The idea of leadership has consumed us this year.
Like it or not, those who serve in positions of power set the tone. And when it comes to the NFL, Major League Baseball, and the NBA, the men at the top have gone about handling things one of two ways during a global pandemic: Irresponsibly, or with great caution.
Sunday morning, the Cleveland Browns announced that Baker Mayfield had been placed on the reserve/COVID-19 list.
Sadly, this isn’t the first time an NFL franchise has had to deal with something like this. It happened with Matthew Stafford and the Lions, Andy Dalton and the Cowboys, and Cam Newton and the Patriots, as he tested positive last month. And before any of Sunday’s slate of games began, we watched the 49ers and Packers play last Thursday in a game in which multiple players on both teams either had tested positive or been placed on the reserve/COVID-19 list, as the Packers had their facility shut down last week.
But yet, the games will go on.
“We cannot grow complacent — not the players, not of the coaches, not the rest of personnel,” Goodell said last month.
Last Friday, MLB Commissioner Rob Manfred, the Los Angeles Dodgers, and Justin Turner all released statements to address what happened after Game 6 of the World Series when Turner was on the field celebrating a championship with his teammates even after testing positive for COVID-19 and removed from the field.
Manfred decided no action was needed, while Turner and the Dodgers “apologized.”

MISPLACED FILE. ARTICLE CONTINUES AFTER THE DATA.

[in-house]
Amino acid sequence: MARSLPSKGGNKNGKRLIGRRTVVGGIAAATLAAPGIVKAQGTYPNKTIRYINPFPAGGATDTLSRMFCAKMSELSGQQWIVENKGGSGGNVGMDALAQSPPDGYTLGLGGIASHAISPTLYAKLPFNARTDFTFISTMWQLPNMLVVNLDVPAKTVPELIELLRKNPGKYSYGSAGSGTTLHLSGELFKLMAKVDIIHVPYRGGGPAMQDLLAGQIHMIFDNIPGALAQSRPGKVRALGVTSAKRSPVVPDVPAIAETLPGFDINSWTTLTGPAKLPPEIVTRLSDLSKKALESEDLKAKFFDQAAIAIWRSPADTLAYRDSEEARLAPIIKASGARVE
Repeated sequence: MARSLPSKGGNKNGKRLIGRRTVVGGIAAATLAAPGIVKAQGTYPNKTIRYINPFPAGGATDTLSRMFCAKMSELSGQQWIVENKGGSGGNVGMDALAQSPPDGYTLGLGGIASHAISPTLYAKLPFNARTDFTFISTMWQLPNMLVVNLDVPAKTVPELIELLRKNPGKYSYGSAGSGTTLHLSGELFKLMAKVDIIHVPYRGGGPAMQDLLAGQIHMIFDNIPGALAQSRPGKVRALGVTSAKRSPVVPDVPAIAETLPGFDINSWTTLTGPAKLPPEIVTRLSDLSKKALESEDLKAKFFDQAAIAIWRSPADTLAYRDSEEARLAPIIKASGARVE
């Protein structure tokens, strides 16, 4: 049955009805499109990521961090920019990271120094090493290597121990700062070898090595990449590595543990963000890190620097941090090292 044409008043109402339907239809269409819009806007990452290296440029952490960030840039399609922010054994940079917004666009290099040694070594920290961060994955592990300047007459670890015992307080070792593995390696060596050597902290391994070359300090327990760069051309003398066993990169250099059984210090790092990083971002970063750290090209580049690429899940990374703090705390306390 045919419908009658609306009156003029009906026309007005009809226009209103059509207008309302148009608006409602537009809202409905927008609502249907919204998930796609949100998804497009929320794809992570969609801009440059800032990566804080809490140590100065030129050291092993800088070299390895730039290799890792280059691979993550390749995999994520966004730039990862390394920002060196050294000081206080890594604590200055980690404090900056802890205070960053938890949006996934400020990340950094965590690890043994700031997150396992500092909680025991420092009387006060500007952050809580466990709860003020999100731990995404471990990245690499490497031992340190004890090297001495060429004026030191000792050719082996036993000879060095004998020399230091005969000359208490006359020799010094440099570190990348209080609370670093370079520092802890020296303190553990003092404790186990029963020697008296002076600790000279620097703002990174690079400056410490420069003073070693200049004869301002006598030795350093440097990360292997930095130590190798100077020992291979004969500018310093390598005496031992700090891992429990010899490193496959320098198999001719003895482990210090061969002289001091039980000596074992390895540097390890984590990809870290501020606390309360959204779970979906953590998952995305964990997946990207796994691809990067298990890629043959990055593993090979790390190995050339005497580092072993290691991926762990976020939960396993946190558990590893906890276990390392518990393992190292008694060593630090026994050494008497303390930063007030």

“We all have made mistakes as we navigated these unprecedented challenges and have tried to learn from those mistakes so they are not repeated,” Manfred wrote. “With this in mind, I am closing this matter by applauding Justin for accepting responsibility, apologizing and making a commitment to set a positive example going forward.”
Last Thursday, it was reported that the NBA is open to allowing a small number of fans inside suites at arenas next season depending on certain regulations and protocols.
The league that successfully made it through the bubble without any positive tests is trying to figure out a safe way to let fans back in. And even though the league will face new challenges, as it won’t have the luxury of a bubble next season, the stark contrast between how they’re handling things compared to the NFL and MLB is impossible to ignore.
“As Dr. Fauci says, the virus will decide,” Silver said last month. “If there truly is a second wave, things like that could push us back. We’re also very mindful that while it’s fantastic what’s happened in this bubble, we love our fans and want to bring them back into the arena and we want to do it safely. So if there are advancements right on the horizon. That will be a reason to wait.”
According to the New York Times, America is setting coronavirus case records like we’ve never seen before, as more than 132,700 new cases were announced on Friday, as we endured a stretch of more than 1,000 deaths for four consecutive days.
“Driven by surges in the United States and Europe, new daily cases have surpassed 605,000 globally for the first time and a harrowing 50 million total cases appears to be close on the horizon.”
If you haven’t noticed by now, COVID-19 isn’t going away anytime soon. For now, we have to figure out a way to get by until this is over, as it’s already been decided that the games will go on. But, how they go on says a lot about who is leading these leagues at this moment.
On Saturday, we found out who America’s new leaders will be. Over the last few weeks, we’ve seen how American sports commissioners will lead as we inch closer to 2021.
Some of those leaders have a plan while the others are completely lost. Keep that in mind the next time you step into a voting booth or are online searching for tickets to a game.